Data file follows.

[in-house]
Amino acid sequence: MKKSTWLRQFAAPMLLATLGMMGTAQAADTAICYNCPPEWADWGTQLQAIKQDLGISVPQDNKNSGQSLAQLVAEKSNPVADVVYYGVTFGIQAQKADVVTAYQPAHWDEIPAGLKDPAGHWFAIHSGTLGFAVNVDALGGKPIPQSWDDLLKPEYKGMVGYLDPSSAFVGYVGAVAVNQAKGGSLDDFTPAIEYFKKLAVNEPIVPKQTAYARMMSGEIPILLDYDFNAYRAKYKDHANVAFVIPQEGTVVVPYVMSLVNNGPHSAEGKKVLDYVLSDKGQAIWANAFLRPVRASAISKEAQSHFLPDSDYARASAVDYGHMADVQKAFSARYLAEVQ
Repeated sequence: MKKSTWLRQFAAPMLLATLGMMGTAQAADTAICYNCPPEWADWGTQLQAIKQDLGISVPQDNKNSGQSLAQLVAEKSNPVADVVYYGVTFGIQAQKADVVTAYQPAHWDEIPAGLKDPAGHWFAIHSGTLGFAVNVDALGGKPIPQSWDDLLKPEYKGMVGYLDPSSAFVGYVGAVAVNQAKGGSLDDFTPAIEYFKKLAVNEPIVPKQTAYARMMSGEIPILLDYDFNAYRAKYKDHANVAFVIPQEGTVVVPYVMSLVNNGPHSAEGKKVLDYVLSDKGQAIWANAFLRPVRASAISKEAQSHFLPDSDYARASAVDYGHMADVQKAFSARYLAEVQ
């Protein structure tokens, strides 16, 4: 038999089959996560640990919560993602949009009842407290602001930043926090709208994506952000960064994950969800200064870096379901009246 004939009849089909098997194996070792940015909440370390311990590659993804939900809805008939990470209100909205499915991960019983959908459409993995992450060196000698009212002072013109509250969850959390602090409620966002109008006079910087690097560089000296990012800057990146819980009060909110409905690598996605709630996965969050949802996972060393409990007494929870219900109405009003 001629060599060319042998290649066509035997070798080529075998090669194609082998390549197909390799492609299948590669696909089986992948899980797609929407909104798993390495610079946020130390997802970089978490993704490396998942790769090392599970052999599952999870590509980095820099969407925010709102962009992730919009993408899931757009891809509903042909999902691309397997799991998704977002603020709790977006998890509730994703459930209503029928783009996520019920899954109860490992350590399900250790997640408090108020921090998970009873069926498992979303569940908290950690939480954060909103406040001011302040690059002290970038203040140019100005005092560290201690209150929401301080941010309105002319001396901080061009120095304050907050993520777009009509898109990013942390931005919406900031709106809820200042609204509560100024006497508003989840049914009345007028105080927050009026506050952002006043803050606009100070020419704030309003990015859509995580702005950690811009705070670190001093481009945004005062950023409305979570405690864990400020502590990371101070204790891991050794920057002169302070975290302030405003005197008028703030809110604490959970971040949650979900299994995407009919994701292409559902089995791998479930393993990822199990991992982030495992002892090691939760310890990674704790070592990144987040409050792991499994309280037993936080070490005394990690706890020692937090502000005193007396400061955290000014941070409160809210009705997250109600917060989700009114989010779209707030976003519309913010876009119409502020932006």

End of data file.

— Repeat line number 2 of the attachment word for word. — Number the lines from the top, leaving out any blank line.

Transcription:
Amino acid sequence: MKKSTWLRQFAAPMLLATLGMMGTAQAADTAICYNCPPEWADWGTQLQAIKQDLGISVPQDNKNSGQSLAQLVAEKSNPVADVVYYGVTFGIQAQKADVVTAYQPAHWDEIPAGLKDPAGHWFAIHSGTLGFAVNVDALGGKPIPQSWDDLLKPEYKGMVGYLDPSSAFVGYVGAVAVNQAKGGSLDDFTPAIEYFKKLAVNEPIVPKQTAYARMMSGEIPILLDYDFNAYRAKYKDHANVAFVIPQEGTVVVPYVMSLVNNGPHSAEGKKVLDYVLSDKGQAIWANAFLRPVRASAISKEAQSHFLPDSDYARASAVDYGHMADVQKAFSARYLAEVQ